Ranjona Banerji​: This v/s That type of journalism?!

03 Oct,2017

​By ​Ranjona Banerji

 

As journalists gathered across India to protests attacks on journalists as well as on freedom of expression, an intriguing argument has developed on the side. This “type” of journalism against that “type”. That journalists are under threat is no secret. That not enough has been said and spoken about these attacks is no secret either. However, in recent times, protests from journalists have increased. The attacks on journalists at the Patiala Court, the murder of Jitendra Singh in UP, the threats to Malini Subramaniam in Chhatisgarh were treated as events by the national press where earlier they would have been ignored, although perhaps discussed in private media fora. The old belief was the media is not the news. That shibboleth has been junked and to some extent, good riddance.

The murder of Gauri Lankesh in Bengaluru last month however did shock most people and galvanised the media community. That is, most of the community because like everyone else in this country the media is also stuck in a “with us or against us” division. In fact, this binary argument, to use the current jargon, has stopped us from dealing with the crux of the matter. To whatever extent we have had government interference before, all condemnable, we are currently facing a very strong government and political backlash for being critical of those in power.

It is disheartening to see young journalists truly believe that their job is to support the government – those older are beyond redemption! Yet surely the essence of our job, when it comes to our larger role as the “fourth estate” in a democracy, is to question those in power and hold them up to scrutiny. We do not get our mandate from any government but from the people and the Constitution. I am not talking about criticism for the sake of criticism. I am talking about questioning and analysing.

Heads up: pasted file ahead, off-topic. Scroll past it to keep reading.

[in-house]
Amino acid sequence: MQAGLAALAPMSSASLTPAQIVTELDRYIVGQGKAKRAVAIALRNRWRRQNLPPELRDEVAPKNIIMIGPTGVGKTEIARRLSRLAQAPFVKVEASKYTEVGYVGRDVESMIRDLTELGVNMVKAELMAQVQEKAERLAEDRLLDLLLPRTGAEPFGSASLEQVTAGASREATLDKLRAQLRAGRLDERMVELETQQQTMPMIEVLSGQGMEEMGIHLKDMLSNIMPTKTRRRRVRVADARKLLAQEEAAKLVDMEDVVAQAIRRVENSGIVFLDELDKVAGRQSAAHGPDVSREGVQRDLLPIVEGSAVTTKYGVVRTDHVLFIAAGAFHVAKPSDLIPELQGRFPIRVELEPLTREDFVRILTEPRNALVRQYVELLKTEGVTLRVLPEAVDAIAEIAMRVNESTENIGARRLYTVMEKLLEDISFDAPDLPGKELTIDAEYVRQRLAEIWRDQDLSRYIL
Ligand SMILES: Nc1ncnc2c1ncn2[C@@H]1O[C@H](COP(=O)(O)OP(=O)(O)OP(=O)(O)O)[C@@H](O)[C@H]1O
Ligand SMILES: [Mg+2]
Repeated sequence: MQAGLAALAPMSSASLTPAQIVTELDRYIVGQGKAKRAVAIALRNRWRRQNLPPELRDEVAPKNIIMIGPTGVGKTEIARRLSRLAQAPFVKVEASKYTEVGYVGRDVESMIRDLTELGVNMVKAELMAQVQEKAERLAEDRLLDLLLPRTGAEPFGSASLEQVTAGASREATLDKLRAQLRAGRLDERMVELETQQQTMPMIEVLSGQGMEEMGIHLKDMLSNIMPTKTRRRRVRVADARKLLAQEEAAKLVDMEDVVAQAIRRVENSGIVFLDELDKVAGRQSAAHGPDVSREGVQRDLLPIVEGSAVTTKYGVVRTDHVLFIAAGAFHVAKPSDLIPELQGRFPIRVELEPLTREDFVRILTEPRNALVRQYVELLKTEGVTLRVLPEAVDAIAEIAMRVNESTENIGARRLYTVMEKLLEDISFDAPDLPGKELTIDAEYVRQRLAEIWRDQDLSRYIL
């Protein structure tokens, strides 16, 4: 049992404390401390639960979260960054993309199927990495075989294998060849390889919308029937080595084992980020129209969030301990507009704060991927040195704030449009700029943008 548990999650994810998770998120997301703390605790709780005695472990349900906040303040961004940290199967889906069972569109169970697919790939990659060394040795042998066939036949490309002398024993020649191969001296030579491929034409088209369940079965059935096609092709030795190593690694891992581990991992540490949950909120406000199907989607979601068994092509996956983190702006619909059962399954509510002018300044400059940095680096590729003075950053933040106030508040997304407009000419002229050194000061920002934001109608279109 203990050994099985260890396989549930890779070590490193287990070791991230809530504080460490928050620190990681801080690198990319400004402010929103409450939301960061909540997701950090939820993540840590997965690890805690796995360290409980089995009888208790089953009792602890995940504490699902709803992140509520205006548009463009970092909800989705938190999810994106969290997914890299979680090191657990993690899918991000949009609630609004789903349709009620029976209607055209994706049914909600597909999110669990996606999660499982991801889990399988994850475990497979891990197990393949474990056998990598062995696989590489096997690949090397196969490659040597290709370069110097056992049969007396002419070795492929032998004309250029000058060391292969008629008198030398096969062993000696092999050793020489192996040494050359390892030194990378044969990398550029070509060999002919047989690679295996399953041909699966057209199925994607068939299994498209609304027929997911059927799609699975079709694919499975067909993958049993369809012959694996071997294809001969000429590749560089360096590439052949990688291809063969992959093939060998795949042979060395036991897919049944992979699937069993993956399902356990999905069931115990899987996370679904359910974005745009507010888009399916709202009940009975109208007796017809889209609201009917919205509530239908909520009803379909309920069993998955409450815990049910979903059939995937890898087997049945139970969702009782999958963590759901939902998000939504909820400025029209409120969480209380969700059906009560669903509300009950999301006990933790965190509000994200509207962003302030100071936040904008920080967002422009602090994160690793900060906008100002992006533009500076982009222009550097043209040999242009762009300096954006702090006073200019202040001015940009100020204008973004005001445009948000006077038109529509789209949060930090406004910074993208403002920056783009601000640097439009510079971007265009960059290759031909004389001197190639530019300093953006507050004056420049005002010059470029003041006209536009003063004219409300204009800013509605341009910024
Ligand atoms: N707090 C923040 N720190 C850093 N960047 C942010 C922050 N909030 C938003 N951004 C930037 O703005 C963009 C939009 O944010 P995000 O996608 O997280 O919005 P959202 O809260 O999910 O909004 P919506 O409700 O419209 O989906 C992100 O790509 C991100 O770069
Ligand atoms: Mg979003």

There are views in the media that some journalists are too critical of the prime minister of India Narendra Modi and that this hatred is affecting journalistic clarity. Counter opinions say that questioning Modi or being critical is not hatred. I would humbly submit that while both these opinions are legitimate and must be heard, they are missing the woods for the trees. One could just as easily argue that hatred of the Congress stops journalists from fully understanding Rahul Gandhi: just change the party and the name of the politician and you can make the same argument for anyone.

The argument, as far as I’m concerned is not whether Modi/BJP is over criticised or should not be criticised. It is that the scanner should concentrate on him and his party because he is in power. And it cannot be denied that whole swathes of journalists have been so obsessed with the opposition that it looks like they are trying to let the government off the hook. To flip the argument, even after the horrendous collapse of a bridge at Elphinstone station in Mumbai, news channels were looking for scapegoats in Prithviraj Chavan, former chief minister of Maharashtra and Sharad Pawar, NCP leader. Neither hold any government post today and Pawar has not for years. This is journalism that tries to deflect attention from those responsible because of its immense love for the BJP and Modi?

Although I have been an opinionater for years now, I would balk at giving oped writers more significance in the media hierarchy that those who are out in the field and especially those who plan and prioritise the news of the day. They are the ones with the power and the bigger burden falls on them to ensure that they fulfil their first mandate: to question those in power regardless of party, personality and affiliation.

As a footnote, always the bigger problem looms: owners and the management. As we see now, and we have seen before, they can do the biggest damage to media clarity and objectivity.

 

​Ranjona Banerji is a senior journalist and commentator. She is also Consulting Edtior, MxMIndia. The views here are her own

 

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